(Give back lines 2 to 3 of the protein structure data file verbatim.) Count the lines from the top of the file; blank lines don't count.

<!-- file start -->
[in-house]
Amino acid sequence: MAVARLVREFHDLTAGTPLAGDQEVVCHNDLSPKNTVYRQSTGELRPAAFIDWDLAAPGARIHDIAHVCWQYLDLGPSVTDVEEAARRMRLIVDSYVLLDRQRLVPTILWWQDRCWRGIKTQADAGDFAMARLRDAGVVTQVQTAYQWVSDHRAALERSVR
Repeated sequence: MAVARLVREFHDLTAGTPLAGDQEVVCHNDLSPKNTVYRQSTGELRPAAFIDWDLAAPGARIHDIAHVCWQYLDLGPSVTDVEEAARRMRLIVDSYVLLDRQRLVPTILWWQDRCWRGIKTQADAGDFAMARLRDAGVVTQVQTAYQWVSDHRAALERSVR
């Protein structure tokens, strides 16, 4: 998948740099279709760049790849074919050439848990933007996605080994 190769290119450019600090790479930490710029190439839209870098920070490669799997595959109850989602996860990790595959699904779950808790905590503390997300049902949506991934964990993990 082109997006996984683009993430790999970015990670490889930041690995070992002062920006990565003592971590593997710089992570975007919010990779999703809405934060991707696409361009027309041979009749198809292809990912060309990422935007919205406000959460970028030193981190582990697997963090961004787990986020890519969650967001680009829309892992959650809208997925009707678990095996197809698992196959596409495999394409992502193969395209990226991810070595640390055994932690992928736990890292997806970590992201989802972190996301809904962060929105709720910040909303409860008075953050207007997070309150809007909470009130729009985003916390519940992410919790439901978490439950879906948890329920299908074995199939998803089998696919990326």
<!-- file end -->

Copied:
Amino acid sequence: MAVARLVREFHDLTAGTPLAGDQEVVCHNDLSPKNTVYRQSTGELRPAAFIDWDLAAPGARIHDIAHVCWQYLDLGPSVTDVEEAARRMRLIVDSYVLLDRQRLVPTILWWQDRCWRGIKTQADAGDFAMARLRDAGVVTQVQTAYQWVSDHRAALERSVR
Repeated sequence: MAVARLVREFHDLTAGTPLAGDQEVVCHNDLSPKNTVYRQSTGELRPAAFIDWDLAAPGARIHDIAHVCWQYLDLGPSVTDVEEAARRMRLIVDSYVLLDRQRLVPTILWWQDRCWRGIKTQADAGDFAMARLRDAGVVTQVQTAYQWVSDHRAALERSVR